thegirlThe magical adventure begun in The Bear and the Nightingale continues as brave Vasya, now a young woman, is forced to choose between marriage or life in a convent and instead flees her home—but soon finds herself called upon to help defend the city of Moscow when it comes under siege.

Orphaned and cast out as a witch by her village, Vasya’s options are few: resign herself to life in a convent, or allow her older sister to make her a match with a Moscovite prince. Both doom her to life in a tower, cut off from the vast world she longs to explore. So instead she chooses adventure, disguising herself as a boy and riding her horse into the woods. When a battle with some bandits who have been terrorizing the countryside earns her the admiration of the Grand Prince of Moscow, she must carefully guard the secret of her gender to remain in his good graces—even as she realizes his kingdom is under threat from mysterious forces only she will be able to stop.

‘We’re going where the sun shines brightly’


Every Tuesday over at  The Broke and Bookish we all get to look at a particular topic for discussion and use various (or more to the point ten) examples to demonstrate that particular topic.  This week’s topic is:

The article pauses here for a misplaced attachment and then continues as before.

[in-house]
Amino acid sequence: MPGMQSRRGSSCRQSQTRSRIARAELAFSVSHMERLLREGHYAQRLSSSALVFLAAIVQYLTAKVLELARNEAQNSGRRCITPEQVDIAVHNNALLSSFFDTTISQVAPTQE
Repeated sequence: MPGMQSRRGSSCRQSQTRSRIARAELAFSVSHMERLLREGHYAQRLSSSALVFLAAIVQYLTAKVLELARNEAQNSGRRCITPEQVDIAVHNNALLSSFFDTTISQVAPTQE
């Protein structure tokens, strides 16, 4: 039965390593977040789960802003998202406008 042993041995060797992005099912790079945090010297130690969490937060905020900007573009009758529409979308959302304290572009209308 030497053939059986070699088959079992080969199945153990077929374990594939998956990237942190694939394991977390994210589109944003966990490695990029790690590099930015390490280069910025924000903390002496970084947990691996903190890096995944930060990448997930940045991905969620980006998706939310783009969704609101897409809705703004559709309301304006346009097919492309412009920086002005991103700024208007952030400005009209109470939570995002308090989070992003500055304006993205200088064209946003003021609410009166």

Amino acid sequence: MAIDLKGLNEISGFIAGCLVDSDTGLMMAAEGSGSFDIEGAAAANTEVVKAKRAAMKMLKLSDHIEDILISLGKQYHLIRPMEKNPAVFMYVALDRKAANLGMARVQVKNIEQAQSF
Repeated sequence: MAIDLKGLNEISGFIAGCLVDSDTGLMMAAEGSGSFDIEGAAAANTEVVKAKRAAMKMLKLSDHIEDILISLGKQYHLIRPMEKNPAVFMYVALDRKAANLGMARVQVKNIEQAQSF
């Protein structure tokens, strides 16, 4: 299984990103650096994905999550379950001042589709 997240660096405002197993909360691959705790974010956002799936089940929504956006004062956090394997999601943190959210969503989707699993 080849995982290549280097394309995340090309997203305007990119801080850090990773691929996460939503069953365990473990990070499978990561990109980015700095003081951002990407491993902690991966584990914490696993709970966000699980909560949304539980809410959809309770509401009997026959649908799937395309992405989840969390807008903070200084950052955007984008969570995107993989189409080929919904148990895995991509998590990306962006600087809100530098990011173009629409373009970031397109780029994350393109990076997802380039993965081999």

Summer Reads Freebie

Basically my summer reads are the next upcoming list of books waiting on my shelves.  In the spirit of holidays, beaches and generally chilling with an easygoing read I’ve looked through my upcoming books and come up with the following:

  1. All Good Things by Emma Newman
  2. The Space Between the Stars by Emma Corlett
  3. A Kiss Before Doomsday by Laurence MacNaughton
  4. The Fallen Kingdom by Elizabeth May
  5. The Clockwork Dynasty by Daniel H Wilson
  6. Meddling Kids by Edgar Cantero
  7. The Rules of Magic by Alice Hoffman
  8. The Beautiful Ones by Silvia Moreno-Garcia
  9. Sea of Rust by Robert Cargill
  10. The Turn by Kim Harrison

What you looking forward to this Summer?